This means using adjustable, temporary treatments (like safe-hit posts / flexible bollards) to narrow the perceived and actual driving space and sharpen turning angles (see for example the treatments around the Dunedin Schools Cluster).2

Suggestions for how to reduce damage by private-benefit heavy vehicles: 

Council should investigate and pursue things that induce behaviour-change and innovation from operators of heavy vehicles, reducing the negative externality of road damage, and things that recoup to the public some of the costs of road damage from the private beneficiaries (internalising the negative externality of road damage)

There are plenty of innovations and companies themselves should help generate these, but examples using just Council’s regulatory powers could include: 

  • additional TTM requirements
  • (where resource consent is required) something requiring reduced traffic effects 
  • a specific charge associated with a new-build consent 
  • bylaws to limit trips or access by more than a certain number of heavy vehicles per area per month.

2.I want to see council maximising beneficial use of roadworks with a “build back better” approach.

This means wherever a street is being dug up, e.g. for three waters work, and there’s lots of temporary traffic management (TTM), the default protocol is that the surface is reinstated to the cross-section it should have rather than the cross-section it had before. 

There are options for funding this work through the NLTF (e.g. precedent in WC213) .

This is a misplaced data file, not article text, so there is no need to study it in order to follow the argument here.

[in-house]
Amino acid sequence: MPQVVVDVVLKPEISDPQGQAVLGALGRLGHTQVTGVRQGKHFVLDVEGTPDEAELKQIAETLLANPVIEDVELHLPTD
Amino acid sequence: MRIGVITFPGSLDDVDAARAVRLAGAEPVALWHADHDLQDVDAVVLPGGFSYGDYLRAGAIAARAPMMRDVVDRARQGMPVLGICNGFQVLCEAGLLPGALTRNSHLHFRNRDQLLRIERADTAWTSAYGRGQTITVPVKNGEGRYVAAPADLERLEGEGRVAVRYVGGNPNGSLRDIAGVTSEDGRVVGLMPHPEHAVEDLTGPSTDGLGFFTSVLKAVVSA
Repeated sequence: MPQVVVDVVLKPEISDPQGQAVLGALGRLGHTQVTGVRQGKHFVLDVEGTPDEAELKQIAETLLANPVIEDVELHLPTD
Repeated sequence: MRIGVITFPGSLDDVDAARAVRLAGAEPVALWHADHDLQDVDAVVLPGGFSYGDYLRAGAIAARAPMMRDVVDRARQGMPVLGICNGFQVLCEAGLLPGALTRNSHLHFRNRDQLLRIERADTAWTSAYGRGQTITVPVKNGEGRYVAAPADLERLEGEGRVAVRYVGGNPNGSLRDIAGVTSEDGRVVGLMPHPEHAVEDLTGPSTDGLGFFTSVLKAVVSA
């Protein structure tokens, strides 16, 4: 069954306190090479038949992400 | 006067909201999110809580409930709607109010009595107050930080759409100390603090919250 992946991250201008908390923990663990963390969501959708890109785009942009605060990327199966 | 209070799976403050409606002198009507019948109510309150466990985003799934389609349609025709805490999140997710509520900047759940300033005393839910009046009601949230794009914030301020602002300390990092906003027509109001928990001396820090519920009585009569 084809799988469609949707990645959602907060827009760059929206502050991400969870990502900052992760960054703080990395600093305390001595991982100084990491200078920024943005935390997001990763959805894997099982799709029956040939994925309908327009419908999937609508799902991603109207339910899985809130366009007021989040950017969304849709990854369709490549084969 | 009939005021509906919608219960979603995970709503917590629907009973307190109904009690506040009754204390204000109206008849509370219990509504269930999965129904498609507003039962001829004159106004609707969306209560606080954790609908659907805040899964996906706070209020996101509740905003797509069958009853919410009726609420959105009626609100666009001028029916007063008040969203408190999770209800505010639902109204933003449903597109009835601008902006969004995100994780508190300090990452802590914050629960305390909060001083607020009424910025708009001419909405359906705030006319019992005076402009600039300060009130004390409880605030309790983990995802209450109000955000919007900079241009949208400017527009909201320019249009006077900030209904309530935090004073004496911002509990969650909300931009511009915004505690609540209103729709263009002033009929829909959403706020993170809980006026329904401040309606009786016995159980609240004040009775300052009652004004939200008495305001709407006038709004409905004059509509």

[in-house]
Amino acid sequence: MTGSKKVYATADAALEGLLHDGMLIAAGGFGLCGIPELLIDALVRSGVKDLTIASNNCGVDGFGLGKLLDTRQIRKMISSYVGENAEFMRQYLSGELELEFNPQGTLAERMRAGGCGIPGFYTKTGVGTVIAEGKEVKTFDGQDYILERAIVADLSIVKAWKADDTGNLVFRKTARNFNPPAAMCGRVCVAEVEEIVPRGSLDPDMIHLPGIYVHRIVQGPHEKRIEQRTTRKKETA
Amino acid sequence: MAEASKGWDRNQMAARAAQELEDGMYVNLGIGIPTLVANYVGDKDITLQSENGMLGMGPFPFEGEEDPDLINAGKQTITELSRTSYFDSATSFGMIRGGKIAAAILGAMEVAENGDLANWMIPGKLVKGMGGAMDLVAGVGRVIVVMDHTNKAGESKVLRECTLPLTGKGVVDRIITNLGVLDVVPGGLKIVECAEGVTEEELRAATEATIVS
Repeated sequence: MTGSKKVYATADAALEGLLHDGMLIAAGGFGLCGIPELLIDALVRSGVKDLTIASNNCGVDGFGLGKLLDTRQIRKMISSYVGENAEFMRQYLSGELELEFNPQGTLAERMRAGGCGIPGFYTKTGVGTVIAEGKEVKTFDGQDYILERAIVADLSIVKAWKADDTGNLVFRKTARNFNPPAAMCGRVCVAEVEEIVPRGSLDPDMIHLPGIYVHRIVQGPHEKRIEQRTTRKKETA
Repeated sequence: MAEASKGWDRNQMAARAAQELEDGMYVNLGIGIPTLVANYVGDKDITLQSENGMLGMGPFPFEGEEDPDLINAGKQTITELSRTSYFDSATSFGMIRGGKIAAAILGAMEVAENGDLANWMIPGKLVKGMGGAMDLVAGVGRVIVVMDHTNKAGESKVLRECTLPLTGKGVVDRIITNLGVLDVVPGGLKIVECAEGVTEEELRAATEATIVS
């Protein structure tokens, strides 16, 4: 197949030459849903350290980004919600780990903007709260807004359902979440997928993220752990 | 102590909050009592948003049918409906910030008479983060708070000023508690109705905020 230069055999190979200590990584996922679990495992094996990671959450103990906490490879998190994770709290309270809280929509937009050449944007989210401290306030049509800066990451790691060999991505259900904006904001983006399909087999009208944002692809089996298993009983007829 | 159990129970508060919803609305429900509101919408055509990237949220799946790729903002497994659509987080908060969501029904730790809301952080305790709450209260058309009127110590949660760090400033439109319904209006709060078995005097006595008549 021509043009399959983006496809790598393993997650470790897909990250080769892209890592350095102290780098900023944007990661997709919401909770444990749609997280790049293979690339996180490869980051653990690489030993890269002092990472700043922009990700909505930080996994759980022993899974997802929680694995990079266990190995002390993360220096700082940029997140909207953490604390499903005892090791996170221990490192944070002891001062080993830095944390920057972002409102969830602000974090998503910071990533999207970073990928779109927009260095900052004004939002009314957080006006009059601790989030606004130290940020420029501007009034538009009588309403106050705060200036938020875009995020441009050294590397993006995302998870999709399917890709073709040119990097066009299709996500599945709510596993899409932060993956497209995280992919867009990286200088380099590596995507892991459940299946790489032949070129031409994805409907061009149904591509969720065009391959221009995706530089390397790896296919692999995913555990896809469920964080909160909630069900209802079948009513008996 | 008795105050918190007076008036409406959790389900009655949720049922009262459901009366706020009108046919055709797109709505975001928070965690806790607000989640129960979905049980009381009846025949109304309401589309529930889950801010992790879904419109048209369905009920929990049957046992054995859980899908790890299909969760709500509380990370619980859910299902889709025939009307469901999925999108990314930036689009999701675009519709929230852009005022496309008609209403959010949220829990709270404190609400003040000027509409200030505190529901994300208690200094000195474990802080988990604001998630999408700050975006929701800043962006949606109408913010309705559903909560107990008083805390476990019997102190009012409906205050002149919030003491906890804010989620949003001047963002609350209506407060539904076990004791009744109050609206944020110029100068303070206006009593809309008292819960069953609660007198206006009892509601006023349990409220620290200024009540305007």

The “build back better” can be a rebuttable presumption, but the evidentiary burden should be on those who are proposing to dig up the same bit of street multiple times in a few short years, and/or proposing that Porirua fail to capitalise on the opportunity of more-tolerated roadworks.  (This capitalising is where TTM induces good behaviour-change in drivers (“yes it’s annoying right now to go slow past the school, but it’s for fixing the pipes”), and the built-back-better cross-section locks in that better behaviour as the new normal.) 

Where council hasn’t yet ascertained (e.g. through its fledgling NOF) what a street’s or road’s cross-section should be, it should take a “roughly right” approach and use the Waka Kotahi street design guide.  

(Doing this work, even with a “roughly right” approach, will also strengthen council’s position for contexts where smaller councils or those on the back foot traditionally get pushed around, and are left with “assets”  that stitch us up and lock in poor outcomes for the city.  This is any occasions where council is engaging with bigger, more cashed-up players (such as central government agencies, utility operators, major developers) on city or regional deals, RLTPs, regional spatial planning, greenfield developments.)

Do you have suggestions for a submission? pop them in the comments!

Remember, consultation closes Friday 26th 5pm – get in there!

Image credits:

Pacific navigation banner – uncredited artist, sourced from National Library of NZ – Te Moana-nui-a-Kiwa

1: moral arguments for Porirua being strong on emissions-reduction: it’s the city in NZ with the highest proportion of “people who’ll have to deal with the climate mess we leave them” (demographically youngest in NZ), and it’s a city with high proportion of Pasifika people … yep, the folks whose homelands suffer the worst from the developed world’s excessive emissions.

2. Formal speed limit reductions don’t do much in the absence of any other inducements.  So while they would enable (hypothetical) enforcement of slower speeds, it’s not realistic to rely on them alone and best to consider them generally as an optional extra to the physical treatments of a self-explaining slower-street environment.